3

When attempting to set default values for parameters that may exist in environment variables in JavaScript, I often see this pattern:

var lag;

try {
    lag = process.env.THROTTLE_LAG;
}
catch ( e ) {
    lag = 100;
}

I don't like it because, while it follows a common JavaScript pattern of declaring an empty variable for the purpose of later conditionally assigning it a value, the pattern of using try/catch as a logical branching stratagem seems kludgey. Examining technical factors, it tends to perform sub-optimally when compared with other branching strategies. Examining human factors, colleagues have argued that it lacks readability. Of course, opinions differ.

This shorter solution uses an empty catch block, which makes me cringe.

var lag = 100;

try {
    lag = process.env.THROTTLE_LAG;
}
catch ( e ) {}

(I'm open to the idea that my cringe is reflexive and not reflective of a real problem.)

migrated from codereview.stackexchange.com Feb 25 '15 at 19:26

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4

Using try/catch for logical branching is not recommended in general, but there are legitimate uses. One example, when you have to query a third party API, and there is no other way to access it. To keep you code more readable, you could encapsulate the try/catch in single, isolated function like

 function GetSomethingFromThirdPartyApi(parameter, defaultvalue)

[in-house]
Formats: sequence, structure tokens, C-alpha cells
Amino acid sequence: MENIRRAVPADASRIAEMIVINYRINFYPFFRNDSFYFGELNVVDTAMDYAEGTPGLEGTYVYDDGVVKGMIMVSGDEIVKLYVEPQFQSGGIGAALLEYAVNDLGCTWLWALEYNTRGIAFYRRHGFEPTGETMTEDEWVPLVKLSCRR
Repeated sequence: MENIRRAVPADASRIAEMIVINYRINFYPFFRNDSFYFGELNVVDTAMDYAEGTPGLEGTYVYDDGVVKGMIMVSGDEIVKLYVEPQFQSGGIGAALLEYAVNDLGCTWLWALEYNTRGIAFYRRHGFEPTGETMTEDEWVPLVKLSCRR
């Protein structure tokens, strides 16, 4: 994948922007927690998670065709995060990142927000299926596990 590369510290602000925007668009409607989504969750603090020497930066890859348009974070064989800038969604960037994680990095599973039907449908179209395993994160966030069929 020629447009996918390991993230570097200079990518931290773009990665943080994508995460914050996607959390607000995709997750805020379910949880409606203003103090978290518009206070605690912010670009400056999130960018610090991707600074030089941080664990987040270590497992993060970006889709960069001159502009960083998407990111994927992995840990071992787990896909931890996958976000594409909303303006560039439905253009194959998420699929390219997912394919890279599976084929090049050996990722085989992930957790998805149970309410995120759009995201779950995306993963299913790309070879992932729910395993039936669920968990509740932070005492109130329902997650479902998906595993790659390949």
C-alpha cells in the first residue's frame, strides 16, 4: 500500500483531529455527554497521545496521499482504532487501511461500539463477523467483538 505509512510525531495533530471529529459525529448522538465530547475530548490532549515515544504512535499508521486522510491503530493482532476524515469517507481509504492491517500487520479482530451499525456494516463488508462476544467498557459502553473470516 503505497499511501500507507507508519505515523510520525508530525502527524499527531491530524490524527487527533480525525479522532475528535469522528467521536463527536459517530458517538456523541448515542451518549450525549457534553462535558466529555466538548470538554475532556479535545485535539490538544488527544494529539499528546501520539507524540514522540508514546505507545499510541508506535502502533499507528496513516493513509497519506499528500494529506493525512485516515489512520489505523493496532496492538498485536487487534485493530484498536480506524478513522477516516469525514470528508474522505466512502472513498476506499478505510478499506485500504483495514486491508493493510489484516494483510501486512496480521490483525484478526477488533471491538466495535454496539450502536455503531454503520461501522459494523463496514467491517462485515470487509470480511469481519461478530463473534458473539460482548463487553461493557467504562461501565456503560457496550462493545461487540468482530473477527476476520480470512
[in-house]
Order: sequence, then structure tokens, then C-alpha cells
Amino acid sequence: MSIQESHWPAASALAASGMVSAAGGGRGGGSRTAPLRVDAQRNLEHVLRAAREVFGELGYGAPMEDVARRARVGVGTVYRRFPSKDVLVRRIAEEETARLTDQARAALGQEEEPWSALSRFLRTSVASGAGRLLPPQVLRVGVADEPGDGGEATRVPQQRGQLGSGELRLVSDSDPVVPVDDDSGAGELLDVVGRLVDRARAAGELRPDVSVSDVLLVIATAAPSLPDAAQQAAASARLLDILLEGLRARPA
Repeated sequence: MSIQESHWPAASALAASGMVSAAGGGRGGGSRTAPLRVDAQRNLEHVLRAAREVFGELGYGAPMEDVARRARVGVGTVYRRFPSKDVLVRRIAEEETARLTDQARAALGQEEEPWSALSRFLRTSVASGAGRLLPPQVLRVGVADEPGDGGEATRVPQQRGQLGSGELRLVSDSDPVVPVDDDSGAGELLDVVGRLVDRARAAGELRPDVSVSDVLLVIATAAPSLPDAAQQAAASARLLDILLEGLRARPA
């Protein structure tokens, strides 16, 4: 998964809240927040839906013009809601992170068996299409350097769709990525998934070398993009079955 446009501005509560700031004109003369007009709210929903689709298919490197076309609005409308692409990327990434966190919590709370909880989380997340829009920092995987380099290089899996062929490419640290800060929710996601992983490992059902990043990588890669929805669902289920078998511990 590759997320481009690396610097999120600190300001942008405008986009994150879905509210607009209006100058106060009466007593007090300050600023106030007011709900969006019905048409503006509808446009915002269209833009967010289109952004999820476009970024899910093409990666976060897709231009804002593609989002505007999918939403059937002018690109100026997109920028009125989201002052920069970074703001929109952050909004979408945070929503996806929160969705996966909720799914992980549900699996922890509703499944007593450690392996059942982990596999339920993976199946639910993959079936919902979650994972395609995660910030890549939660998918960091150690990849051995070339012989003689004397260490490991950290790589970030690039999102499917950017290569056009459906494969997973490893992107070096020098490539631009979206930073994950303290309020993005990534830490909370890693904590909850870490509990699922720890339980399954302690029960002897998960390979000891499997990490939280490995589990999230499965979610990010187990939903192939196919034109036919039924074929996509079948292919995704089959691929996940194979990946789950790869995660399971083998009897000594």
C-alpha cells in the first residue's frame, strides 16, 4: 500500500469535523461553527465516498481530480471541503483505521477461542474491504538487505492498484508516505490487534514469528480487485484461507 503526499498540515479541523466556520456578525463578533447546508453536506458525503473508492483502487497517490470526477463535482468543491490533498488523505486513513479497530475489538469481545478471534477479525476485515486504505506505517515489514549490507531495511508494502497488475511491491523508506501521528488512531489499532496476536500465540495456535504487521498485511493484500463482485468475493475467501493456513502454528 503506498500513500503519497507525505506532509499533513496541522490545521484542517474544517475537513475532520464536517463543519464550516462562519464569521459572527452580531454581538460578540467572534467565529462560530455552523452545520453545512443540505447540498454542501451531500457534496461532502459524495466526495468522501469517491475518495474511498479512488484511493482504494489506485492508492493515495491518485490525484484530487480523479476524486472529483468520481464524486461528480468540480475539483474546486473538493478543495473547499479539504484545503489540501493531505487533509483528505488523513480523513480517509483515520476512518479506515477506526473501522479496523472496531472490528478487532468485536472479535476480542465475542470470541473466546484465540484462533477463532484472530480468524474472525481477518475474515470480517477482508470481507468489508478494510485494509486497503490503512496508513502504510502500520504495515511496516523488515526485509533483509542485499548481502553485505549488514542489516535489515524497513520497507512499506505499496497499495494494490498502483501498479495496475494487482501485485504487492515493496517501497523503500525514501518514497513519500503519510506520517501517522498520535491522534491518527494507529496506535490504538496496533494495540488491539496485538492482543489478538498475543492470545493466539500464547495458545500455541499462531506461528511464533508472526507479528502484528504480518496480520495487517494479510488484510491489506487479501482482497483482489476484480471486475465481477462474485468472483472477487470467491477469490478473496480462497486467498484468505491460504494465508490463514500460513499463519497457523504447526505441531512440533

{
     try
     {
         return ThirdPartyApiCall(parameter);
     }
     catch(e)
     {
         return defaultvalue;
     }
 }

In my eyes this function is very clear and concise.

So I recommend to avoid cargo cults like "I have heard that [xyz] is bad, thus I never want to use it" and stay pragmatic - when cleaner alternatives cause more headaches than they prevent, use what works, dogmas don't solve problems.

However, in the given example, you can indeed solve your problem without the use of try catch, by a function like

function GetEnvironmentVar(varname, defaultvalue)
{
    var result = process.env[varname];
    if(result!=undefined)
        return result;
    else
        return defaultvalue;
}

now you can use it like

 var lag = GetEnvironmentVar("THROTTLE_LAG",100);

This is probably what you are looking for.

  • 1
    Dogmas don't solve problems, goto does! (Just kidding, excellent answer.) – Florian Margaine Feb 26 '15 at 8:03
  • 1
    @FlorianMargaine: I can imagine a lot of things [xyz] might stand for, "use of goto" is surely very much on top of that list. – Doc Brown Feb 26 '15 at 8:42
  • 1
    Exactly what I was thinking. I like the sentence "use what works, dogmas don't solve problems". – Florian Margaine Feb 26 '15 at 9:49
  • Avoiding a (likely meritless) cargo cult is precisely why I asked the question; thank you! – msanford Mar 12 '15 at 13:21

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